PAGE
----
Before the Convention: Strategies and Choices in Presidential Nomination Campaigns

Before the Convention Strategies and Choices in Presidential Nomination Campaigns Campaigns to win the Democratic and Republican presidential nominations are longer complex and confusing to the observer than the general election itself The maze of delegate selection procedures in

  • Title: Before the Convention: Strategies and Choices in Presidential Nomination Campaigns
  • Author: John H. Aldrich
  • ISBN: 9781299104693
  • Page: 160
  • Format: ebook
  • Campaigns to win the Democratic and Republican presidential nominations are longer, complex, and confusing to the observer than the general election itself The maze of delegate selection procedures includes state primaries and caucuses as well as the traditional smoke filled room Complicated federal election laws govern campaign financing Sometimes many candCampaigns to win the Democratic and Republican presidential nominations are longer, complex, and confusing to the observer than the general election itself The maze of delegate selection procedures includes state primaries and caucuses as well as the traditional smoke filled room Complicated federal election laws govern campaign financing Sometimes many candidates enter and drop out of the race, while sometimes a stable two way contest occurs the 1976 nomination campaigns of Jimmy Carter and Gerald Ford exemplified each extreme Is it possible to propose general principles to explain the apparent chaos of our presidential nomination system Can those principles account for two such starkly different campaigns as occurred in 1976 In Before the Convention, political scientist John H Aldrich presents a systematic analysis of presidential nomination politics, based on application of rational choice models to candidate behavior Aldrich views the candidates as decision makers with limited resources in a highly competitive environment From this perspective, he seeks to determine why and how candidates choose to run, why some succeed and others fail, and what consequences the nomination process has for the general election and, later, for the President in office.Aldrich begins with a brief history of the presidential selection process, focusing on the continuing shift of power from political elites to the mass electorate He then turns to a detailed analysis of the 1976 nomination campaigns Using data from a variety of sources, Aldrich demonstrates that the very different patterns in these races both conform to the rational choice model The analysis includes consideration of numerous questions of strategy Is there a momentum to campaigns How does a candidate identify and exploit this intangible quality How do candidates decide where to contend and where not to contend What is the nature of policy competition among candidates When does a candidate prefer a fuzzy position to a clearly stated one Other topics include reforms in campaign financing and the expanded and changed role of news coverage.Before the Convention fills a significant gap in the literature on presidential politics, and therefore should be of particular importance to specialists in this area It will be ofinterest also to everyone who is concerned with understanding the rules of the game for a complicated but vitally important exercise of American democracy.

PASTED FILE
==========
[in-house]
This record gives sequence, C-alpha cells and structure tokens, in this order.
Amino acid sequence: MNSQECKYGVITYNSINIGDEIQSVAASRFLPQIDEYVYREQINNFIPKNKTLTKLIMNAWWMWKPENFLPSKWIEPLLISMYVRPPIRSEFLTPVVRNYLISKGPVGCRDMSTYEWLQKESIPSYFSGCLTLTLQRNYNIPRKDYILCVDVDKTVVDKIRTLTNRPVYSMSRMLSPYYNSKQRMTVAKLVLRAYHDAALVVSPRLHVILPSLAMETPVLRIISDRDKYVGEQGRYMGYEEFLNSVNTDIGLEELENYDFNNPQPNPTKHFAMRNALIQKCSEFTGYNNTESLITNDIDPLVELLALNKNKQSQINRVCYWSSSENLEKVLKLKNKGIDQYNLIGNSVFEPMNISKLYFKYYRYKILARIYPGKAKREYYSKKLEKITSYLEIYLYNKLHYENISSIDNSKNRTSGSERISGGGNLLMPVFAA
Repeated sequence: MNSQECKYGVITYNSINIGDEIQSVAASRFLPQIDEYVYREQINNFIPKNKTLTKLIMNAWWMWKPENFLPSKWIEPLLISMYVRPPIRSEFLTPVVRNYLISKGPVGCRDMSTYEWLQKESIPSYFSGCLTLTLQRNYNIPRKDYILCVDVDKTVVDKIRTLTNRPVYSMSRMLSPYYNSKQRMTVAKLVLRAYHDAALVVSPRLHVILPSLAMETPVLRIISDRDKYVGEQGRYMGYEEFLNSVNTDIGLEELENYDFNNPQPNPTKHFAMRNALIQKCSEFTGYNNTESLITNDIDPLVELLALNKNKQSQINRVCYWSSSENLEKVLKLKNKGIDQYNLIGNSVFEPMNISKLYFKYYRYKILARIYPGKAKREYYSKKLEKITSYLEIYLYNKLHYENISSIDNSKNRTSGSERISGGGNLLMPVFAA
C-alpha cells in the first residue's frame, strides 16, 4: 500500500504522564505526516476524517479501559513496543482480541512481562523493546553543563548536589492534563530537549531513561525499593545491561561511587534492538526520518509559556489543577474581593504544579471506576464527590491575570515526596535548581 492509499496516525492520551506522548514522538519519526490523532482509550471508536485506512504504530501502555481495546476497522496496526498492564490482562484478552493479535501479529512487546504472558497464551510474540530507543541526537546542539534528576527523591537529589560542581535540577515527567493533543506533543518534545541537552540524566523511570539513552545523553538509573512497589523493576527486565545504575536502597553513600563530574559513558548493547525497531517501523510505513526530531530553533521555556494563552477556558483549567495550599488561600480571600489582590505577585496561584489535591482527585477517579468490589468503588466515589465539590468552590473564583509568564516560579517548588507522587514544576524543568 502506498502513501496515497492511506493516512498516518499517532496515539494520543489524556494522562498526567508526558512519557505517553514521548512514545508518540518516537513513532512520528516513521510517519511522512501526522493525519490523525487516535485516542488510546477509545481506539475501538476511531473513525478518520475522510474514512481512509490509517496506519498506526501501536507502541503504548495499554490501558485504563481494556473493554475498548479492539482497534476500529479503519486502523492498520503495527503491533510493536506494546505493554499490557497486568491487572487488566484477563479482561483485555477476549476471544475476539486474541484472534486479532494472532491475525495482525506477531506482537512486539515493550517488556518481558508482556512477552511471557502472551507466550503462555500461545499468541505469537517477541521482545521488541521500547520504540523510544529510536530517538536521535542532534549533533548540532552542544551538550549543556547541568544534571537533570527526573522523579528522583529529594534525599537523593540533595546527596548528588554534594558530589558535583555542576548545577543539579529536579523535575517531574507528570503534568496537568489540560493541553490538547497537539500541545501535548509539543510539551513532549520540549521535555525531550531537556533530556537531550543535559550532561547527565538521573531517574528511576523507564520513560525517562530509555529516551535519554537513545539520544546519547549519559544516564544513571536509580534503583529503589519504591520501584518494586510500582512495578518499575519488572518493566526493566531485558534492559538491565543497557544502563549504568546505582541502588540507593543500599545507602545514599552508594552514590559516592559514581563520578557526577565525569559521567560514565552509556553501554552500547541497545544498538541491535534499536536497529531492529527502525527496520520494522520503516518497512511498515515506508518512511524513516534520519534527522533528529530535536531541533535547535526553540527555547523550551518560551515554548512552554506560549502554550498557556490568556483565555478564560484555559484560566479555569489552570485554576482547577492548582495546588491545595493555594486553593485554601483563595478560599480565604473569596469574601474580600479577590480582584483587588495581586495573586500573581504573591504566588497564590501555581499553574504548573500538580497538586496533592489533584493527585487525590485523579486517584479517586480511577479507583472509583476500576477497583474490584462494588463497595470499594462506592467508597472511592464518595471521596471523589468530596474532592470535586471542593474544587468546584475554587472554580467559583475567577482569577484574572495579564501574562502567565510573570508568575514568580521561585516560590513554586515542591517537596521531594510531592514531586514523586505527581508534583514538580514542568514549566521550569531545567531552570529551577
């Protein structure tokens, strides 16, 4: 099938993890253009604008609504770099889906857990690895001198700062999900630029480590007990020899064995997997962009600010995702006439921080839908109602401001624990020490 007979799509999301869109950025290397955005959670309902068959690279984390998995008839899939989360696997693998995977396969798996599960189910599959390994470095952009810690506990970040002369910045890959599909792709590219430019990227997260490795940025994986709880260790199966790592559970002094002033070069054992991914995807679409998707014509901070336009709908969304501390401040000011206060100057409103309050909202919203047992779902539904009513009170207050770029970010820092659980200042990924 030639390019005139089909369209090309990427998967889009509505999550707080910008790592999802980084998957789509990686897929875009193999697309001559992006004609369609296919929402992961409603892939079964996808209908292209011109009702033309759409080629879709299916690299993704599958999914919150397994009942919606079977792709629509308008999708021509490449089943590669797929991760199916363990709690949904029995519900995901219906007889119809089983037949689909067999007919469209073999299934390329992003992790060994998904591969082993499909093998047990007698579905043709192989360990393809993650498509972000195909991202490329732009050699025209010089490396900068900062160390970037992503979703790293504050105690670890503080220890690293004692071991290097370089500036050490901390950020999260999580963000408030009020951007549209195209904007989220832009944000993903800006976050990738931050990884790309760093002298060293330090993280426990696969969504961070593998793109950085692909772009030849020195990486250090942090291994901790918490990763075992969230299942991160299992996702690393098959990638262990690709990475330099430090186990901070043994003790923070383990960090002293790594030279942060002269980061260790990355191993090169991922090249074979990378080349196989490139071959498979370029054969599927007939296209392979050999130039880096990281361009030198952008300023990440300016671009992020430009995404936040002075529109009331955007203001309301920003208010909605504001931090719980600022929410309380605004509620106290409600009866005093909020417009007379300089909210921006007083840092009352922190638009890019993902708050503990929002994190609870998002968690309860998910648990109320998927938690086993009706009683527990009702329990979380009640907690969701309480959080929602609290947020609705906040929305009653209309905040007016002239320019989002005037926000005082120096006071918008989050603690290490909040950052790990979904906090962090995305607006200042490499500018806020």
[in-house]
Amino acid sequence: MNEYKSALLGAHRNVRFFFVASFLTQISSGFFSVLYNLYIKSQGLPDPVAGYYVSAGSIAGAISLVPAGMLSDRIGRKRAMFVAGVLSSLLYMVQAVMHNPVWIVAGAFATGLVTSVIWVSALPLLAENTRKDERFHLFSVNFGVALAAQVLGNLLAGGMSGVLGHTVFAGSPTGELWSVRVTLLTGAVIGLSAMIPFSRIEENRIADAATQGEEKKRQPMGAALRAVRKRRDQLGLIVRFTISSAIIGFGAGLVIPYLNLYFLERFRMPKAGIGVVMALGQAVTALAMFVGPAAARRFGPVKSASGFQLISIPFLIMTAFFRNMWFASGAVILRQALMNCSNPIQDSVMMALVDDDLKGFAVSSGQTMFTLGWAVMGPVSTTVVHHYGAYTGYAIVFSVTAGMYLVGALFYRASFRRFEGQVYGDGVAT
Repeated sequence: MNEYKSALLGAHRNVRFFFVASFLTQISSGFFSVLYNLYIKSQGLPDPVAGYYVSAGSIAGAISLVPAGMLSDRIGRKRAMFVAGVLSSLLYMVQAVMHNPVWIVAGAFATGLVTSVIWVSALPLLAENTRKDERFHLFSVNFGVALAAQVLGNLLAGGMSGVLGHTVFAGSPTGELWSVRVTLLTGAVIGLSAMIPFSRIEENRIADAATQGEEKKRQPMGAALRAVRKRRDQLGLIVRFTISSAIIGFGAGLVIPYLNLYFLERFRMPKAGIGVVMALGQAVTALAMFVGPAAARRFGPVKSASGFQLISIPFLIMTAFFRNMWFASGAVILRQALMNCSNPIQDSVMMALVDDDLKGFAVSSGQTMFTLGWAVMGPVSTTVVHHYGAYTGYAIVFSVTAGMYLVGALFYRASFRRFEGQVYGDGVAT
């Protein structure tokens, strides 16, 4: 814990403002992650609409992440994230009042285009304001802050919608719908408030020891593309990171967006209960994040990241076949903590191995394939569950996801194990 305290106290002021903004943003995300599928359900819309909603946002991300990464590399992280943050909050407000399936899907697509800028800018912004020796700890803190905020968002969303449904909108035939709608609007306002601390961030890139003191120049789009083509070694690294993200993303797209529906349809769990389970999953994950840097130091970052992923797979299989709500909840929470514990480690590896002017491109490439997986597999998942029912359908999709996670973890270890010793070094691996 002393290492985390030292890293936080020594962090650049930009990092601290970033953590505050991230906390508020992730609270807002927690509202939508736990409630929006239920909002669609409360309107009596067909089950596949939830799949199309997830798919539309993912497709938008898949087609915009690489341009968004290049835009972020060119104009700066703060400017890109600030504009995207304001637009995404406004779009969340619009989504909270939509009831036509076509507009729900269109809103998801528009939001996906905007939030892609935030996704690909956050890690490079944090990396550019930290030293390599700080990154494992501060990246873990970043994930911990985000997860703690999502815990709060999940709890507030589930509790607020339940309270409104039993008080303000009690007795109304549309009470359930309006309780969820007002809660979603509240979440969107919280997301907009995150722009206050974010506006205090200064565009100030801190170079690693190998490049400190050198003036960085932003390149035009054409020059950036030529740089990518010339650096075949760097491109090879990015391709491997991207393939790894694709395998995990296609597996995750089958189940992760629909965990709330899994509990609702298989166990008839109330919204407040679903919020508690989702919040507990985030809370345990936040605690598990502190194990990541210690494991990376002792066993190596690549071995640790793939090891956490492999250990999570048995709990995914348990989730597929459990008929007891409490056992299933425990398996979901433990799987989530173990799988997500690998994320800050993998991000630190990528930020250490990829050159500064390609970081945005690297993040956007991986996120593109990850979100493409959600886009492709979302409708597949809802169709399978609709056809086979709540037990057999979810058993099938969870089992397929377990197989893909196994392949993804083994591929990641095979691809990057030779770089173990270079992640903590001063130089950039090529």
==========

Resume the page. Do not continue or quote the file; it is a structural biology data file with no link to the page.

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    One thought on “Before the Convention: Strategies and Choices in Presidential Nomination Campaigns”

    1. This was one of the first applications of game theory to elections, in a manner more sophisticated than Downsian voting.Overall, the book is well written, but I wouldn't recommend it to any non-scholars. It's a book that probably deserves citation, but not one to be poured over.The game theoretic treatment is, well, it leaves much to be desired. But it was innovative at the time. "Rational Choice" doesn't adequately describe the institutionalist bent, which is refreshing and -- in my amateur opi [...]

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